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Big Blue View mailbag: Trent Williams trade, dealing Eli, more questions

The mail’s here!

Let’s get right to your New York Giants questions in this week’s Big Blue View mailbag.

Ed says: Sure, you “entertain” the idea of trading for a left tackle like Trent Williams. He is a seven-time Pro Bowl tackle, and those seven times happen to be the last seven seasons. I’m not sure, though, that you do it. If you could get him for a mid-round pick, maybe, but remember what the Giants are. They are a developing team that is going to, justifiably, be loathe to give up top draft resources for a player on the other side of 30. Williams is 31.

The Washington Redskins have denied having any conversations about trading Williams, and as fractured as that organization is it’s impossible to really know what their intentions are.

In the end, the Redskins might trade Williams. I don’t think, though, it will be to the Giants.


Gino Phillips asks: I realize that it is a little early, but barring further injuries or trades, what do you see as logical roster places for Sam Beal to replace in 3 weeks (should he practice well enough) based on the current roster makeup? Tanney, Dickerson, or the preferred of Skipper or Peace? Another DB?

Ed says: Gino, I appreciate the question. As you indicated, though, it’s was too early to try and figure that out. Whether it’s injuries, a move at the trade deadline, or something else these things have a way of working themselves out. As we sit here today, I don’t think I can even hazard an educated guess.


Frank Picazio Jr. asks: We’re a long way from the last game of season. Suppose the Giants are beating the Eagles at home by a fair margin. They get possession and have to use the victory formation to run out the clock. Would we see Eli come out to take a few snaps and ride off into the MetLife sunset of cheers?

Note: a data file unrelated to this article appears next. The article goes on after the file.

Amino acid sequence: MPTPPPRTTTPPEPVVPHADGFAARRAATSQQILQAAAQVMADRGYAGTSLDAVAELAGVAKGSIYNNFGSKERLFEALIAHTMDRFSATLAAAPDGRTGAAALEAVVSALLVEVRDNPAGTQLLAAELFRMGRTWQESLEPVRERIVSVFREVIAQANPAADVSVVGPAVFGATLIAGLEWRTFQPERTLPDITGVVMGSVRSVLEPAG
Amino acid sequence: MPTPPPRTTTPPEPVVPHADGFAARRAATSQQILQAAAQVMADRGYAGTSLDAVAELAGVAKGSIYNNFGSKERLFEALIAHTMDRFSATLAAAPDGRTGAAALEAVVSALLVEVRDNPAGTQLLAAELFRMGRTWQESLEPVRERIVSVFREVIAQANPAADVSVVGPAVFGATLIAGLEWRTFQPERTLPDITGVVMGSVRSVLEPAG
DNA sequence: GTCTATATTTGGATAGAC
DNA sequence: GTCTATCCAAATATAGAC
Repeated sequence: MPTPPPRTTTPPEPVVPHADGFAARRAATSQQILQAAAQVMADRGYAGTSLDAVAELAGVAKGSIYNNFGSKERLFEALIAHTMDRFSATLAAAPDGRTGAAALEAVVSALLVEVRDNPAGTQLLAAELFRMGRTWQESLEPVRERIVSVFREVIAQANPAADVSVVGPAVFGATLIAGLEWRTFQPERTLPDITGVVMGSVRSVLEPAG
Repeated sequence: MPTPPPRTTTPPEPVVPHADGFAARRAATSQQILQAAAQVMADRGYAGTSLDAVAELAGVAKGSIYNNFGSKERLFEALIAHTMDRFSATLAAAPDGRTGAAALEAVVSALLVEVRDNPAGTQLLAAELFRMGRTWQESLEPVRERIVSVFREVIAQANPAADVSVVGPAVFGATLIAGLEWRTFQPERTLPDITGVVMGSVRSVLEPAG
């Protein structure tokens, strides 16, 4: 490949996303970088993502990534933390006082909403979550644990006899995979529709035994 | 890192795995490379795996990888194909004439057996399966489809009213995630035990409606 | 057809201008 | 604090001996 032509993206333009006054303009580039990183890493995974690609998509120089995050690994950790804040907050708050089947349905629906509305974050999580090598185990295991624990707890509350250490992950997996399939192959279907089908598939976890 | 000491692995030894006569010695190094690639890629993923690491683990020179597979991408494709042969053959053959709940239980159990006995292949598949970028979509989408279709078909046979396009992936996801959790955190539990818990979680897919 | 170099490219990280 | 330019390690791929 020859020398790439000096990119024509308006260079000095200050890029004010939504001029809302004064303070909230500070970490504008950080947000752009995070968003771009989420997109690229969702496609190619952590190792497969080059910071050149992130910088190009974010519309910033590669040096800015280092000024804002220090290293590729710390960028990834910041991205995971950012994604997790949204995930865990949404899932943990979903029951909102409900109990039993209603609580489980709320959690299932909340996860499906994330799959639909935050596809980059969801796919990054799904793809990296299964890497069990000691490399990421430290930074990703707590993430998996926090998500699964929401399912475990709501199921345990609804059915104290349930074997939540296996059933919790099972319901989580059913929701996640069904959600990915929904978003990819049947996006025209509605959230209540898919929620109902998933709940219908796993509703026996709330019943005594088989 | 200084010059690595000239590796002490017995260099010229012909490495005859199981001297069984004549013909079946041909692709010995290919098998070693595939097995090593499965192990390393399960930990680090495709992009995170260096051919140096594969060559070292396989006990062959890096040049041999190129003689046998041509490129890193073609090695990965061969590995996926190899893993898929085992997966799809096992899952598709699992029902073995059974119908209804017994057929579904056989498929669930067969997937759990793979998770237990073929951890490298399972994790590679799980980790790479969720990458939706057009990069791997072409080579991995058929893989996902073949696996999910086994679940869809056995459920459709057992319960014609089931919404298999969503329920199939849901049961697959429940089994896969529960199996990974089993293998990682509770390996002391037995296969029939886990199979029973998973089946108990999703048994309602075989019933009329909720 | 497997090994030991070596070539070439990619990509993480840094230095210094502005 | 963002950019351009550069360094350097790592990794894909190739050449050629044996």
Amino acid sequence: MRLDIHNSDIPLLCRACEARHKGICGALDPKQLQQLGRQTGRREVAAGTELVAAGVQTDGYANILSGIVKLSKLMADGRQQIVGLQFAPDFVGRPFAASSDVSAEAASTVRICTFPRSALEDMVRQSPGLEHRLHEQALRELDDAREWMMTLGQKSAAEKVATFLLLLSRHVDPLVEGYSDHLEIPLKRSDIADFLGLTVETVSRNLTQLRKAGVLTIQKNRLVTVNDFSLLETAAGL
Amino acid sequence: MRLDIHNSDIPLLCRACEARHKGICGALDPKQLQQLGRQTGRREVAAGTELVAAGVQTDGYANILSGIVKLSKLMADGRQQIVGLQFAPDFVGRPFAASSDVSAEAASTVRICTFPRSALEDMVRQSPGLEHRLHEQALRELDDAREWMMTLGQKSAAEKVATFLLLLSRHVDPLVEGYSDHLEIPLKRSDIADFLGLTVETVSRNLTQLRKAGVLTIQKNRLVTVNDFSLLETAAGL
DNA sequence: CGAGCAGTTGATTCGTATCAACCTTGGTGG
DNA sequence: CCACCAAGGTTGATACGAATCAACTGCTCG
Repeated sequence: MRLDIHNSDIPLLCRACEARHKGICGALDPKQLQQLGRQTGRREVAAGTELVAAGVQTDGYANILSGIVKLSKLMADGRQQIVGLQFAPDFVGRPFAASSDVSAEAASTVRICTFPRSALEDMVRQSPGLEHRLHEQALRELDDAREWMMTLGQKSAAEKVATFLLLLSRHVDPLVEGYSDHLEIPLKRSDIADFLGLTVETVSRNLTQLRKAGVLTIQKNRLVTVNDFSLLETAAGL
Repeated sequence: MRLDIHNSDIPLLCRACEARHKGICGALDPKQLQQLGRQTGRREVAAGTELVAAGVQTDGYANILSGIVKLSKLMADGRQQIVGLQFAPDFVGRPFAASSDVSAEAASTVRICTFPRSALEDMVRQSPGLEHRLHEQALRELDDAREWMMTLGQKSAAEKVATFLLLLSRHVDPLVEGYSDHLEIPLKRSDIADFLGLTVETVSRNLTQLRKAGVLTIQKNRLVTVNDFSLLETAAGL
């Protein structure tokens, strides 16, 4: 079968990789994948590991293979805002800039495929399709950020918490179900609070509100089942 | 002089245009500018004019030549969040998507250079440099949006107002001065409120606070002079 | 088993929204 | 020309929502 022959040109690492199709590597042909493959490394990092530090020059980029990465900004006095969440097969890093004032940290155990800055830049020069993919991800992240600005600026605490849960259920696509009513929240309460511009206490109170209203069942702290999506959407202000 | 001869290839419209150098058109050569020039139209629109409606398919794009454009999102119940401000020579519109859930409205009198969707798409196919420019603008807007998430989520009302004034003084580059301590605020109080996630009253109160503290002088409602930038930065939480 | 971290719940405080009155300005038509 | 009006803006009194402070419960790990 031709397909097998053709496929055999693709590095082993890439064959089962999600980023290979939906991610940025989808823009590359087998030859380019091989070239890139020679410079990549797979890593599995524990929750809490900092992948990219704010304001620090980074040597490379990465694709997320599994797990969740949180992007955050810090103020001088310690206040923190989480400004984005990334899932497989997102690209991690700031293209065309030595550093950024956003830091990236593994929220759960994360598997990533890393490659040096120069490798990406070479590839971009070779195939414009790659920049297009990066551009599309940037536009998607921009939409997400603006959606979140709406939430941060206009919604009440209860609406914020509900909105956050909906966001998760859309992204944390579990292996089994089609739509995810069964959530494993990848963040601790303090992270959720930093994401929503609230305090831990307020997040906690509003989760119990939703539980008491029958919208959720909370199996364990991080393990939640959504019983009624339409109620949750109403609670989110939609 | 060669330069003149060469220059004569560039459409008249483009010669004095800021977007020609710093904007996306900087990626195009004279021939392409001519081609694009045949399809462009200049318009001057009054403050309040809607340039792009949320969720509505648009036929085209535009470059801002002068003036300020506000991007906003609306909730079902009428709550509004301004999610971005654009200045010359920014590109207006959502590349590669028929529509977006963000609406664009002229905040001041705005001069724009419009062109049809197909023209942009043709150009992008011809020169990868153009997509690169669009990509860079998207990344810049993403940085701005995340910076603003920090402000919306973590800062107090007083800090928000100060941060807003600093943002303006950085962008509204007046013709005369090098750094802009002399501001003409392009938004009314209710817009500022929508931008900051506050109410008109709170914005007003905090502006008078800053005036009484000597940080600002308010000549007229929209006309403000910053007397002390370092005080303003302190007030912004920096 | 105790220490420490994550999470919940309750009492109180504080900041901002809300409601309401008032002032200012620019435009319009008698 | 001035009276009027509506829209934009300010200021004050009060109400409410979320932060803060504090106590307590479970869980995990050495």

Ed says: Frank, I don’t know how I feel about that or if it’s something the Giants would do. We don’t know if Eli Manning is going to retire. We don’t know if he will waive his no-trade clause — though I personally believe he won’t. We don’t know if the Giants will be in the playoff hunt at that point. We don’t know if Manning will be called upon to play due to an injury to Daniel Jones. And, please don’t go accusing me of jinxing Jones.

Giants’ ownership loves Manning and feels indebted to him for the two Super Bowl titles and the way he has represented the franchise for 16 years. If this is the end for him the Giants will find some way to make it special. Right now, I just have no idea what that might be.


David Brenner asks: Wondering if you think any of the current Giants will be traded before the deadline this year. Also, what do you think the Giants could get for Jackrabbit, Ogletree, and Tate? Is there any chance Eli would be traded?

Ed says: David, I addressed this topic earlier in the week. I believe the most likely to be moved in Janoris Jenkins. the Giants have to find out what they have in young cornerbacks Sam Beal, Corey Ballentine and Julian Love, but Jenkins’ $14.75 million cap hit complicates the possibility of moving him.